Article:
Is it always non-racist to criticize a religion? Even if we disregard ethnic religions such as Shinto or Judaism, the reality remains that any religion and its branches will always have one predominant majority ethnic group practicing it, usually of the religion's or the branch's founding race. To say that one can simply change to another religion or no religion anytime at will is to assume that one's culture of which race is a central component whether one realizes it or not, and one's religion are mutually exclusive, as if the matter is a logic game. One might argue that it's the culture, not the race that's being criticized, but then culture arises from race (among other factors), doesn't it?

Your opening question, I think, is relatively easy to answer: it's not *always* non-racist to criticize a religion. Sometimes it is racist because the criticism is motivated by racist attitudes. You may, for example, loathe race X, and you know that all of them are, say Christian. With that clearly in mind, you criticize Christianity, and this is an expression of your racism towards X. Another example: you are trying to compare religions, to see which ones you think are particularly "bad." You notice that Religion "R" is practiced predominately by white people, and you hate white people. This biases you to criticize R more harshly than other religions, and you conclude that R is the worst religion. This is again a criticism of a religion that is, at least in some sense, racist. So it is possible to launch a racist criticism of religion. I'm not so sure about your suggestions relating to this question, though. Consider the two most popular religions on earth (I may actually be wrong about this... but at...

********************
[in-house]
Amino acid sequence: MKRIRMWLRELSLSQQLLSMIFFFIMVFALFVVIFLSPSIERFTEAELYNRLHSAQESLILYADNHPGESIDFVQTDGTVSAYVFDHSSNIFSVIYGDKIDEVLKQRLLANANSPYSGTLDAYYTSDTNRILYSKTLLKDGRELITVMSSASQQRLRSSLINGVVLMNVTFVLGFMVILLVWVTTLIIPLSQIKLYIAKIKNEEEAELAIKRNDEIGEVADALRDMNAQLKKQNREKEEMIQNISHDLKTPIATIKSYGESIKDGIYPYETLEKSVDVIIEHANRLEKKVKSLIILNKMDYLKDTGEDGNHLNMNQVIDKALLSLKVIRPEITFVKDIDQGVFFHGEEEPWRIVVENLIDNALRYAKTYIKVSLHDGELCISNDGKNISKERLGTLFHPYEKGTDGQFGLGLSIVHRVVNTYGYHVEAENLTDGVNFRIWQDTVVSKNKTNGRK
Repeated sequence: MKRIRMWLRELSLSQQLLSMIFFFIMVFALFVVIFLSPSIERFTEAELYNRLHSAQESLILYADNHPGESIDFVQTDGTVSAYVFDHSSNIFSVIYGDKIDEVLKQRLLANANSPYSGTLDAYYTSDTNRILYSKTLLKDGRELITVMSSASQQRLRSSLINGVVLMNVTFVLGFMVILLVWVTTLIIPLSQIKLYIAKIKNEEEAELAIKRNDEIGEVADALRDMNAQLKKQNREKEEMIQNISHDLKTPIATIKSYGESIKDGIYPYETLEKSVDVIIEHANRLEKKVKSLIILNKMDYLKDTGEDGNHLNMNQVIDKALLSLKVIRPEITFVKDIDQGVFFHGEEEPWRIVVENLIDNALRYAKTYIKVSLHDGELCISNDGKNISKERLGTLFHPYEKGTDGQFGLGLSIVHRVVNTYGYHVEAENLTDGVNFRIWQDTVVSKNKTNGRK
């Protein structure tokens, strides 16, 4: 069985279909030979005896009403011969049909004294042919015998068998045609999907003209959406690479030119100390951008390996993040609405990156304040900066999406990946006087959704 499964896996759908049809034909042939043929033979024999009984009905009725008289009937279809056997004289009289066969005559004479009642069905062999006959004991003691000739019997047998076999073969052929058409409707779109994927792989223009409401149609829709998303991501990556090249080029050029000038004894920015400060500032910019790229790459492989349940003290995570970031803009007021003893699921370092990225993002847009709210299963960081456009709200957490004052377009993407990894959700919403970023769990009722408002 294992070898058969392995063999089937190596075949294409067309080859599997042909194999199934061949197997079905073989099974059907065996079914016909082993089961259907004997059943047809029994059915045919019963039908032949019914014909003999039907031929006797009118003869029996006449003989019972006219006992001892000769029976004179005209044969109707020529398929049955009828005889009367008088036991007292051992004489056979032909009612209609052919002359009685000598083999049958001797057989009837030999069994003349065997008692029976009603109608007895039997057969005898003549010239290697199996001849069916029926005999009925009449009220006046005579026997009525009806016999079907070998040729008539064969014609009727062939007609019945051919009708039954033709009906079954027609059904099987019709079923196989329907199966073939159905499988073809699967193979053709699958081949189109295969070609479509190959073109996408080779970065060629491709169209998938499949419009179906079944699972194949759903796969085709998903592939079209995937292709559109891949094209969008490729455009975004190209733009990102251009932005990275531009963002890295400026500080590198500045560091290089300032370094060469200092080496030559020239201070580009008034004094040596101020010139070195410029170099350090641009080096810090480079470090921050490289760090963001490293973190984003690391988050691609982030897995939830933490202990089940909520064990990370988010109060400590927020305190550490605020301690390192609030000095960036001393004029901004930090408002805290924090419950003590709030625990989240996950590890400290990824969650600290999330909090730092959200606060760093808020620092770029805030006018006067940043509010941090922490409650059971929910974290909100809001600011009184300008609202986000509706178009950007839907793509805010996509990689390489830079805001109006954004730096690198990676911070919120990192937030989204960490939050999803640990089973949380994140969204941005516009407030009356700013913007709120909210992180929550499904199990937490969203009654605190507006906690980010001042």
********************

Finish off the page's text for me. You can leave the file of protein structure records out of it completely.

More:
I often heard atheists argued that even if a God exists, it does not mean it has to be a good or infinite or one God. They are implying that it is possible that there be an evil or finite or many gods. Are these reasonable assumptions or is it the case that God has to be necessarily good, infinite and one?

Eugene Marshall's very helpful response explains that many different kinds of Gods, or even many Gods, might be compatible with the various different arguments for God's existence. I'd like to add just a minor, other point. If you take the Hebrew bible (or "old testament") very seriously, you might think there is also a biblical basis for rejecting the idea that God is wholly good, and even (depending on what parts you take seriously) that there is more than one god. So, some people might even think that there is a biblical basis for some of these accounts of God(s). Howard Wettstein has a nice essay on the former (I mean on God's not being wholly good), entitled "God's Struggles." Jeanine Diller also has some stuff on this. As for the idea that multiple Gods can be found in the Hebrew Bible, I think that's more of a stretch but I've heard some atheists appeal to that interpretative possibility.